Education News

HISD Board Scraps Confederate-Linked Names, Approves Seven New Campus Names

The new names will go into effect next school year and are expected to cost about $2 million.

Alumni from Reagan High School and other groups protest the new HISD school names on May 12, 2016.
Alumni from Reagan High School and other schools protest to keep their school names outside HISD headquarters on May 12, 2016.

The Houston school board moved forward Thursday night to rename several campuses with Confederate-linked names. The move came despite some community push-back.

Alumni from Reagan High School sang their Alma Mater’s anthem outside HISD headquarters in protest.

Members of other schools joined them. Bea Rouse graduated from Jefferson Davis High in 1964 and carried a sign that read “Save Our School Name.”

“Because it’s been on that school since 1926,” Rouse said. “That’s 90 years, 90 years of history and heritage.”

Heritage was one reason people opposed the new names. Others accused the board of violating its own agenda rules when it first voted – and that the whole process was a waste of money.

Another group from the Hiram Clarke community disagreed with the choice to rename Dowling Middle School after Audrey Lawson and lobbied to honor a former HISD principal, Carrie McAfee.

But the board voted to rename all seven schools on the list. Trustee Mike Lunceford explained his reasoning.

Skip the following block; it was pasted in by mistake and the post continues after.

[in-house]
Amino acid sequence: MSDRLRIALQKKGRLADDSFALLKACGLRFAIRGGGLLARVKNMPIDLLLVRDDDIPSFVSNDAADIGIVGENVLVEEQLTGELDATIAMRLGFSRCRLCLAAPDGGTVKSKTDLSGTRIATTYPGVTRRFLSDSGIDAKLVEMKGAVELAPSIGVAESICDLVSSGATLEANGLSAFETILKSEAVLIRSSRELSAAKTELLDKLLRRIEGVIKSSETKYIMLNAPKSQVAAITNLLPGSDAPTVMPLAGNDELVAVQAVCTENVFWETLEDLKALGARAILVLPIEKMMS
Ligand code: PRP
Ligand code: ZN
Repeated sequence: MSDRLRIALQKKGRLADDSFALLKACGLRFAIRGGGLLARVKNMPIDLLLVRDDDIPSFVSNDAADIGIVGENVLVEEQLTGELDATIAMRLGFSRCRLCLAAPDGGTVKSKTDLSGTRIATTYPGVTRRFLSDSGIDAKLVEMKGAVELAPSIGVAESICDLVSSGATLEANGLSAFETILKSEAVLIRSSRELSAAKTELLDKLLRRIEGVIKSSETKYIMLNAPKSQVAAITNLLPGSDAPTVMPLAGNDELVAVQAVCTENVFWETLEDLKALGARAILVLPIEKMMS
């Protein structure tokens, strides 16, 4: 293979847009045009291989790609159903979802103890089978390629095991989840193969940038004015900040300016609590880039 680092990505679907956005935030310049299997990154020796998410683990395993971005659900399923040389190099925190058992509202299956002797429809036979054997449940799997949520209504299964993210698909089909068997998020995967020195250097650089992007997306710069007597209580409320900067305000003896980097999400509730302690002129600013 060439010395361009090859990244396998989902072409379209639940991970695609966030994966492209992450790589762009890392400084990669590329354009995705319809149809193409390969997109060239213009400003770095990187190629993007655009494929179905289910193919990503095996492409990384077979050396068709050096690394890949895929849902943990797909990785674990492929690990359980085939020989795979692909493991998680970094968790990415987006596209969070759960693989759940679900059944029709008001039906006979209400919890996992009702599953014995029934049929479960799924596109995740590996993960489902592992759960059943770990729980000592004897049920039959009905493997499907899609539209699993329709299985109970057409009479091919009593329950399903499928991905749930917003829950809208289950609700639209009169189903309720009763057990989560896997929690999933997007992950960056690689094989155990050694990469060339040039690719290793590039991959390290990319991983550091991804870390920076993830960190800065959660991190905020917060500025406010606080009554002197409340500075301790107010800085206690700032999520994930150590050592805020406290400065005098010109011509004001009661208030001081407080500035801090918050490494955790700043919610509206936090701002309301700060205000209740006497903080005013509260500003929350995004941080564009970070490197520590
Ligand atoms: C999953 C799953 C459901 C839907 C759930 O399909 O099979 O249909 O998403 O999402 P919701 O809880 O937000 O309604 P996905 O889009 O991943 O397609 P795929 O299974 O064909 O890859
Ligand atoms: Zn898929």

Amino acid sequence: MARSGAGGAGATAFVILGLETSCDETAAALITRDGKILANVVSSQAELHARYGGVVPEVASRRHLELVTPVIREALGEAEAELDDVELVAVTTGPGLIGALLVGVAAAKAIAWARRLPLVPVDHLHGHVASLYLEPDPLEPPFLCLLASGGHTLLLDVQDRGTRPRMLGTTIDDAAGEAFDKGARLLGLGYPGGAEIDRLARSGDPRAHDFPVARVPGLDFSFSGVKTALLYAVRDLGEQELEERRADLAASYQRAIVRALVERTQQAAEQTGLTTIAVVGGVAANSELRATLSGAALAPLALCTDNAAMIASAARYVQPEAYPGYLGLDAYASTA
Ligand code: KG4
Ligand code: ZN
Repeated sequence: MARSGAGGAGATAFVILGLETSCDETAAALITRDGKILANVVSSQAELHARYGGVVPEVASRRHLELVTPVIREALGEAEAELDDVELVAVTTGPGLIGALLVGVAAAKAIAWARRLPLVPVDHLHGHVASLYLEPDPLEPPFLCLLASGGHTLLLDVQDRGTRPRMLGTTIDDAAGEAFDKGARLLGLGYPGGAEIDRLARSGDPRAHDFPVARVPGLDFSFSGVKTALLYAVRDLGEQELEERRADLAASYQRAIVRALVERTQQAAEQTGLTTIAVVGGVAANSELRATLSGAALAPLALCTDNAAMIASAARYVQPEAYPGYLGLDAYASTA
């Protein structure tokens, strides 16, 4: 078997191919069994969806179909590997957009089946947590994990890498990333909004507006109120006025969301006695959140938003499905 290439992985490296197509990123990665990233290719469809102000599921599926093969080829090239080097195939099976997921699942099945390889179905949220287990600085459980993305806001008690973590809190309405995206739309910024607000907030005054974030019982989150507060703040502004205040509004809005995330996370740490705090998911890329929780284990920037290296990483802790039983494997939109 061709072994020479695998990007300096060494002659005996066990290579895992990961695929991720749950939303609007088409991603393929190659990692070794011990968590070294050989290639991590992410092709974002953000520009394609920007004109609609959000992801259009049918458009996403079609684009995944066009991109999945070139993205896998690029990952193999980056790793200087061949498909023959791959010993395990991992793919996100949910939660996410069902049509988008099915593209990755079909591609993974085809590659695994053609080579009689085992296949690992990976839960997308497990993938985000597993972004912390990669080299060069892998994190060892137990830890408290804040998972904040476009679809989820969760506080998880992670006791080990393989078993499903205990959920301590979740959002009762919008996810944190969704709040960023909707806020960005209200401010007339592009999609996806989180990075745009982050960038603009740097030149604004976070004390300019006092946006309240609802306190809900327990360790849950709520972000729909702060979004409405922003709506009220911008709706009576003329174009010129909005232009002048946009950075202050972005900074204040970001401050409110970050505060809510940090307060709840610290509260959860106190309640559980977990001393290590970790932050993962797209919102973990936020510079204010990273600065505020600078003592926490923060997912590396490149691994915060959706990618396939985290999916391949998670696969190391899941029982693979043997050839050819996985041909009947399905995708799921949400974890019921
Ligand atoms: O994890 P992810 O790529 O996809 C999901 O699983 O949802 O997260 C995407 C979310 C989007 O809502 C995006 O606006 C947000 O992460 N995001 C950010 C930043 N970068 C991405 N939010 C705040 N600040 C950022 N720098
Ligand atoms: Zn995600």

“If we’re going to change names, my personal belief is it should be geographic, programmatic, or have been an employee, teacher or principal in HISD and that alone,” Lunceford said, before voting to change Johnston Middle School to Meyerland Performing and Visual Arts Middle School.

The controversy over school names may not be over though. Groups from the now formerly named Lanier Middle School and Reagan High have threatened to file a lawsuit.

“I want to congratulate HISD because in a short few months, they’ve managed to create racial strife where none existed. They’ve managed to tick off neighborhoods of all ethnicities,” said their consultant Wayne Dolcefino.

The new names will go into effect next school year. The changes are expected to cost about $2 million.

Trustee Greg Meyers had this message for groups who passionately opposed the changes:

“Let’s come together and take this energy and really steer it towards our students. Can you imagine if every single one of us took the time that we’re investing and put it towards an initiative like Read Houston Read and just give a little bit of time?” Meyers asked.

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Laura Isensee

Education Reporter

Laura Isensee covers education for Houston Public Media, including K-12 and higher education. Previously, she was a staff reporter at The Miami Herald and contributed to South Florida’s NPR affiliate. Her work has also appeared in The Dallas Morning News, Reuters and Clarín in Argentina. Laura has won awards for...

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